I started using Vypr a few months ago, and I can not say it’s a good VPN. It often can not connect, sometimes even if it’s connected, all traffic is not working. Connections tend to drop often as well. All in all, besides it’s nice and polished app, I didn’t experience a good VPN service in China (but also in Hong Kong and Vietnam when I was using it there).

    All in all, either Vypr improves their service or please move it from the place it doesn’t deserve. At the moment, I just think that Vypr offers an excellent affiliate package, and this is why reviewers rank it high.

    I had to get another VPN in order to have a VPN solution, so I must combine Vypr with another service.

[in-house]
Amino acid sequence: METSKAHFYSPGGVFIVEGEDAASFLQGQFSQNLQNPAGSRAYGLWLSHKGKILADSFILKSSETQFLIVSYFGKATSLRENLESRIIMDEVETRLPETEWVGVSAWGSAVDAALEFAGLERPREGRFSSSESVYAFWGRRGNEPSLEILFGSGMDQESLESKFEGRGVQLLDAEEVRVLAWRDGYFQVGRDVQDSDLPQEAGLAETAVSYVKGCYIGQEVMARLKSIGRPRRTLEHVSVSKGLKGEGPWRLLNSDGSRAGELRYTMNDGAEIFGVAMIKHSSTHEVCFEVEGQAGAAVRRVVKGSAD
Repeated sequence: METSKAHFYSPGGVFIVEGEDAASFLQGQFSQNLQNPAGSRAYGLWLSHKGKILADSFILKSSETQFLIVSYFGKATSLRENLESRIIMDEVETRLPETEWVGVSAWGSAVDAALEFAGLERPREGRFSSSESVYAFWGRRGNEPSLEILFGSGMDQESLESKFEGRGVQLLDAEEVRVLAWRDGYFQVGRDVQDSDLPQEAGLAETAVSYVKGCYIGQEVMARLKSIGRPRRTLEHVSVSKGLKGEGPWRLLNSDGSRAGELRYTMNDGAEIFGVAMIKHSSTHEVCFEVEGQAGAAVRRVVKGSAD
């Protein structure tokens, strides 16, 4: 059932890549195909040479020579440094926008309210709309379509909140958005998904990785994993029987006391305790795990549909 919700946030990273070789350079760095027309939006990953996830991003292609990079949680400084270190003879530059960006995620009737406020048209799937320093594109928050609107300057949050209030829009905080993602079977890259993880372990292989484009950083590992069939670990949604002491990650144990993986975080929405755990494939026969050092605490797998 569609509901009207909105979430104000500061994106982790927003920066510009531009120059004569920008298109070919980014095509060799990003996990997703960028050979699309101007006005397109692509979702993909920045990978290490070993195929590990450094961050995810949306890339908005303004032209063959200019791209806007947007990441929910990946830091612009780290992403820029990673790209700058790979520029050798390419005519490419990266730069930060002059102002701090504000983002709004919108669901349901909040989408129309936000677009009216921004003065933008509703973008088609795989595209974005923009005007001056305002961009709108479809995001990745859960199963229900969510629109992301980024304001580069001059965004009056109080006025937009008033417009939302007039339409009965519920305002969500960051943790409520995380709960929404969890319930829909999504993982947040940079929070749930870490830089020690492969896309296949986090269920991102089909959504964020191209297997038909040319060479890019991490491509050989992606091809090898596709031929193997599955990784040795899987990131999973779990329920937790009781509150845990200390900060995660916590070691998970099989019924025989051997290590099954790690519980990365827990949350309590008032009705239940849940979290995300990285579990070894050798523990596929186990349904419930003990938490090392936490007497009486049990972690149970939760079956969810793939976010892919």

1. Hi Nick,

      Please note that none of the BestVPN team is based anywhere near China, so we must rely on readers’ reports and research when making these recommendations. From what we have been able to gather, VyprVPN’s “chameleon” stealth technology is quite effective in China, but we are unable to test this ourselves. It is also worth remembering that the GFW is very patchy and inconsistent, so experiences can vary considerably (and sometimes it actually does its job quite well!).

  2. ASTRILL : don’t use it !!!!! Dear all. Sorry but Astrill was not working / blocked by China firewall during 8 months this year from Jan to July. And it is still not working on PC. No apologize from them, no rebate, no answer to my emails. An many expats / friends had same issue so I strongly suspect the “positive” constribution

    1. Hi Vincent,

      I have recommended Astrill on the basis of readers’ recommendations. Thanks for the input. I am monitoring feedback, and may well change my recommendations if I receive more comments like yours.